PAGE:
Our furnace replacement was not a necessity, but the new air conditioner was. The old unit definitely was broken; it was leaking Freon. Although we weren’t at the emergency stage -- yet -- we were getting close to that. We wanted to upgrade a little, so we decided to do the furnace as well. That meant we were looking at putting in an A/C system and a furnace of 5 tons each, plus an air filter.
We took our time trying to find the right person to do it. When I went online, at first it was just to find out what was wrong with my air conditioner. The next thing I knew, I got to your network -- I’m not quite sure how. I think when I clicked, “Yes, I want more information,” I thought I was going to go somewhere and just start reading. But then I got 2 quick vendor names.
I got a good feeling when I called Precision Climate; Chris was quick to respond and was real helpful troubleshooting over the phone. Then I looked up the company and didn’t see anything adverse. More importantly, I was able to shake his hand face-to-face.
He could tell that I wanted to talk to him, so we sat on my porch and had a very easygoing conversation. He didn’t have a bunch of materials he threw at me; he just wanted to listen and hear what I had to say, which I enjoyed. He’s experienced and I could tell he could fix the problem.
I’m a relational guy, which means I don’t always go after the lowest price. I interviewed about 5 or 6 people. I was looking for somebody I liked and trusted, thinking I would then talk about price. When those two matched – a good person and a good price -- that’s when I made my decision.
I’m happy with my air conditioner so far. It wasn’t the one I thought I was going to go with, but Chris educated me enough to feel good about it. What I liked was that it had more bells and whistles than some of the others. It seemed to me that if I was going to go ahead and upgrade -- and live with this for the next 15 years, I wanted to gain some efficiency and save some money. He recommended a particular model, which I was leery of at first, because I’d heard it was hard to get parts, but due to his good price and the relationship we’d established, I thought, “We could probably make this work.”
They did the air conditioning installation before the furnace because we’d been without air for about 5-6 days and it was 80 degrees in the house. (We ended up buying some portable units that brought it down to about 76, but it was miserable there for a few days.) Chris didn’t disappoint me at all. He really was as responsive as he could be, even though it was a busy time. We texted regularly: “Hey, what time do you think you’ll be by today?” “Shooting for 4. I’ve still got to pick up parts.”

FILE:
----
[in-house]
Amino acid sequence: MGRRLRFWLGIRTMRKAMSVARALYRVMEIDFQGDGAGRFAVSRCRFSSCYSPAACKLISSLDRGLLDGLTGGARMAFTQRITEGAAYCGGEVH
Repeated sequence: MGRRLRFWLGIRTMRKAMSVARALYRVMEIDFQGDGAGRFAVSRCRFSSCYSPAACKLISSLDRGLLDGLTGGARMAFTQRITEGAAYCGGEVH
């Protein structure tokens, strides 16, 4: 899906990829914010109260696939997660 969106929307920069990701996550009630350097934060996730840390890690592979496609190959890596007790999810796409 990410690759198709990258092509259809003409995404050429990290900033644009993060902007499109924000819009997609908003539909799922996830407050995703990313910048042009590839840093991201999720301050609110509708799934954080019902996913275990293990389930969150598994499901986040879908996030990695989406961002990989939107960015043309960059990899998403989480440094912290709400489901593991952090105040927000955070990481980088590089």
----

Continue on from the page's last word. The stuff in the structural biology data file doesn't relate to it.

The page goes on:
The only surprise was that after the outdoor unit was installed, there was a little high-pitched ringing sound … constantly. It’s not deafening, but it is a surprise. I was afraid it would bother the neighbors if they were outside on their deck but apparently that’s not the case.
The thing I like about this model, though, is that it’s different from my old one, which would turn everything on, blast your house with cold air, and then turn off. The new A/C system monitors conditions outdoors and indoors to calculate how much amperage it will need to cool the house. I think in the long run, you win that way. Seventy-five percent of the time, it’s not using all its power but it still keeps my home at a steady 72 degrees the whole day. It’s a variable speed unit so if I want to turn it down from 72 degrees to 68 (say I’ve got company coming), it will use everything it needs to cool down my house.
There are some companies out there that will charge you a whole lot more than you really need to pay. I don’t know why they do it. If you interview properly and find a small company that has low overhead, from a cost standpoint there’s a lot to be gained. I saved about $3000 doing my due diligence and learning as much as I could so that I could ask the contractors the right questions.